The best channel to communicate with customers

The best channel to communicate with customers is … the one the customer chooses.

OK, you can stop reading right there, if you’ll take that sentence to heart. But for this installment of the Small Biz 100, I’m going to tell you a true story, as well as how to do this right.

My husband emailed five or six product questions to a small business. The email reply was this, and this is the entire reply:

Please call [phone number] and I will be able to answer your questions.

Ouch! You can bet your customer had a good reason for picking this particular method to reach you, and you just stomped all over it.

  • If Joe wanted to call, he would have called. Why ignore the customer’s preference?
  • If the customer is deaf or hard of hearing, why turn this into an issue?
  • If the customer has trouble speaking, why make it harder for them?

In this case, the customer would simply prefer to email, rather than call. But now he’s looking for a different place to buy.

How do you make sure that you are using the right channels for your customers?

1. Offer many communication methods

Offer people as many ways to communicate with you as you can.

  • Text message
  • Email
  • Online form
  • Blog comments
  • Telephone
  • Skype
  • Fax
  • Mail
  • Facebook
  • Twitter
  • Flickr
  • SecondLife
  • Voice and video message widgets
  • You can add other tools in the comments, since you’ll remember ones I missed.

Of course, not every business needs all of these. My liquor store uses phone, email, blog comments, Facebook, and mail. I’ll add new tools as it seems reasonable and discard those that don’t help customers reach us. You may use more, or less. Let us know in the comments.

Try to list as many of your open channels as possible on your website, printed materials, social network profiles, etc. Make it easy for people to quickly find the tool they prefer to talk to you.

2. Set notifications to come via your preferred channel

Almost all social networks allow you to choose from different notification methods, including text message, email, or RSS. So rather than bounce all over checking messages at each different network all day, set up the system to come to you.

3. Respond in the same channel as the customer

This is the key. Answer customers in the same way as they reach out to you. If Facebook sent you a text because a customer sent a message, go back to Facebook to answer.

Don’t tell callers to check the website. Don’t ask emailers to call in. Don’t require online forms be printed out and mailed or faxed! (No, really, I actually still see this done!)

4. Be considerate if you change methods in mid-conversation

Sometimes, you will be better able to serve the customer if you can switch channels. But do it in two steps:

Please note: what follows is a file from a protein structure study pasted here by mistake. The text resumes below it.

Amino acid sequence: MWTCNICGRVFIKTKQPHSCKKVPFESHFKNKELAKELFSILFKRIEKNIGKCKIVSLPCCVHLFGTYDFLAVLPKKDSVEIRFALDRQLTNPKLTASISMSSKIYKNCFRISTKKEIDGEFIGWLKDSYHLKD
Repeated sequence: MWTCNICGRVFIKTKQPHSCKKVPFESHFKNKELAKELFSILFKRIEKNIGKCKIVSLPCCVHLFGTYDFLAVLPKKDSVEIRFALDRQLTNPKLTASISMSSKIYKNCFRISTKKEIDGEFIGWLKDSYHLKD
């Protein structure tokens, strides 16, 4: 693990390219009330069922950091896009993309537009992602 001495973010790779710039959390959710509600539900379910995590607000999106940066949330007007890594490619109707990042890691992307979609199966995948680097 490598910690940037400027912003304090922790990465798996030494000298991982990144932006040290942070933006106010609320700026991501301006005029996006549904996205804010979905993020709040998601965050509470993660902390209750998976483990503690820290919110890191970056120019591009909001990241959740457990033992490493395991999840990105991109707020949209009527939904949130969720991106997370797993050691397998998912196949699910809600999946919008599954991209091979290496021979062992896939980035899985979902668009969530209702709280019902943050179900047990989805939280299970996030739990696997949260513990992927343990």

1. Answer as much as you can in the customer’s channel of choice.
  2. Then ask permission to switch to the better channel by explaining why it helps.

How do you converse with your customers?

Share in the comments.

This article is part of the Small Biz 100, a series of 100 practical hands-on posts for small business people and solo entrepreneurs, whether in a small town, the big city, or in between. If you have questions you’d like us to address in this series, leave a comment or send us an email at This is a community project!

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About Becky McCray

Becky started Small Biz Survival in 2006 to share rural business and community building stories and ideas with other small town business people. She and her husband own a retail liquor store in Alva, Oklahoma, and a small cattle ranch nearby. Becky is an international speaker on small business.

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  1. says

    Makes sense. And it’s easy. You have to wonder why more don’t. Oh well. It’s opportunity for those, like you, who do.


  2. says

    Thank you, Zane. It’s something we all have to continually work to improve. Tom Peters keeps saying that “Easy is Hard, and Hard is Easy.”

  3. says

    These are great tips. Thanks, Becky. We’re using a lot of the methods you mentioned, but are open to incorporating more as trends and customers dictate.

    I recently contacted an arm of a major job search website that publishes workplace-related research. I emailed support asking where to find a particular study, and they responded saying to call the main job board number for assistance. That certainly got me looking elsewhere for the same thing.

    One thing that saved them, IMO, is that they followed up with me via a short e-mail survey about my experience using support, I mentioned the incident, and I got a phone call from a real person the next day offering more in depth info. So on the follow-up side, they scored an A.